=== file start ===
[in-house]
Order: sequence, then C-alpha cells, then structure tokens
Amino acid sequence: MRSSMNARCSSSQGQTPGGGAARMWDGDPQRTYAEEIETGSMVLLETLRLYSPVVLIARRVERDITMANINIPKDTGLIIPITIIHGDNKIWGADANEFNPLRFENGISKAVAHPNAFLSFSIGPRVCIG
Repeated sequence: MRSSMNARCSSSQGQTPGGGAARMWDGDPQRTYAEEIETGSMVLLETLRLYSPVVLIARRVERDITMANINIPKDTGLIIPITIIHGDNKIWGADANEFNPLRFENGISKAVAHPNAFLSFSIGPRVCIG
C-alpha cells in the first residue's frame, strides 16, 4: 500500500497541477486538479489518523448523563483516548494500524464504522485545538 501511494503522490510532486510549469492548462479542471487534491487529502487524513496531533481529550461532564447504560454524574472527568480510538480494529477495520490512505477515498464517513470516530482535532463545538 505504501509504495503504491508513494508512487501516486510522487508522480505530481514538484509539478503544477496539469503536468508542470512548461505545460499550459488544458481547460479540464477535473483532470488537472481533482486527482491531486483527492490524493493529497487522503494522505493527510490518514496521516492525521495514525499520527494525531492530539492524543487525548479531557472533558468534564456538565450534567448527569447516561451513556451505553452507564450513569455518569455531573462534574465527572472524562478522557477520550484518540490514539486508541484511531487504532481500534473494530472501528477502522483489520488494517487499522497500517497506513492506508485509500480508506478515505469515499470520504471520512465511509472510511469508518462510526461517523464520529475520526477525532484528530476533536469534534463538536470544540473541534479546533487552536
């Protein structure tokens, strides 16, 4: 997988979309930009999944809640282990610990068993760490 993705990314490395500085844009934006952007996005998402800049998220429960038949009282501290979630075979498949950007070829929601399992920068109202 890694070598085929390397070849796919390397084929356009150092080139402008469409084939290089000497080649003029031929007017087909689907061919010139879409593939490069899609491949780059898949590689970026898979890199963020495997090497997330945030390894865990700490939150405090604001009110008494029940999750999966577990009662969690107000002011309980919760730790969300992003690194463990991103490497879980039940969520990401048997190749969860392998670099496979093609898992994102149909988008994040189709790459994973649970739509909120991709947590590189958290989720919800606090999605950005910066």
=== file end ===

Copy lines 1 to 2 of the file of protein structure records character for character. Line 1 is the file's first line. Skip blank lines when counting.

[in-house]
Order: sequence, then C-alpha cells, then structure tokens